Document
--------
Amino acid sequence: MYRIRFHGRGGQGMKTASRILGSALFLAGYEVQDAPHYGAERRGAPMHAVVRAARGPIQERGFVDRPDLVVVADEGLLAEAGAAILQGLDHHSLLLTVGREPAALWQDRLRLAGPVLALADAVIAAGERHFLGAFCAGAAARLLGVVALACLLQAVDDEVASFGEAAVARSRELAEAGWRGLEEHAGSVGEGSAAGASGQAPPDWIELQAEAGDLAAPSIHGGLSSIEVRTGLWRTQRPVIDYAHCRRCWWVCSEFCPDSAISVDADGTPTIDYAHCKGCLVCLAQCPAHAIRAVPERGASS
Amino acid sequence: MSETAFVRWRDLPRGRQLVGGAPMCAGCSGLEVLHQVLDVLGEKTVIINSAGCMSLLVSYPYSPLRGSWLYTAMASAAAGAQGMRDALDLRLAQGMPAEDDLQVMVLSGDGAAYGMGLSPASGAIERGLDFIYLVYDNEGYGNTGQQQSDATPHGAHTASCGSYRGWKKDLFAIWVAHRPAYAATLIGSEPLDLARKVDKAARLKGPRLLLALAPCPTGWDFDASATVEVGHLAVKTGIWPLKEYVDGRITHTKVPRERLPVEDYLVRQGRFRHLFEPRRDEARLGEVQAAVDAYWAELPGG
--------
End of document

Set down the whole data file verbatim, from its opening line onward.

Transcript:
Amino acid sequence: MYRIRFHGRGGQGMKTASRILGSALFLAGYEVQDAPHYGAERRGAPMHAVVRAARGPIQERGFVDRPDLVVVADEGLLAEAGAAILQGLDHHSLLLTVGREPAALWQDRLRLAGPVLALADAVIAAGERHFLGAFCAGAAARLLGVVALACLLQAVDDEVASFGEAAVARSRELAEAGWRGLEEHAGSVGEGSAAGASGQAPPDWIELQAEAGDLAAPSIHGGLSSIEVRTGLWRTQRPVIDYAHCRRCWWVCSEFCPDSAISVDADGTPTIDYAHCKGCLVCLAQCPAHAIRAVPERGASS
Amino acid sequence: MSETAFVRWRDLPRGRQLVGGAPMCAGCSGLEVLHQVLDVLGEKTVIINSAGCMSLLVSYPYSPLRGSWLYTAMASAAAGAQGMRDALDLRLAQGMPAEDDLQVMVLSGDGAAYGMGLSPASGAIERGLDFIYLVYDNEGYGNTGQQQSDATPHGAHTASCGSYRGWKKDLFAIWVAHRPAYAATLIGSEPLDLARKVDKAARLKGPRLLLALAPCPTGWDFDASATVEVGHLAVKTGIWPLKEYVDGRITHTKVPRERLPVEDYLVRQGRFRHLFEPRRDEARLGEVQAAVDAYWAELPGG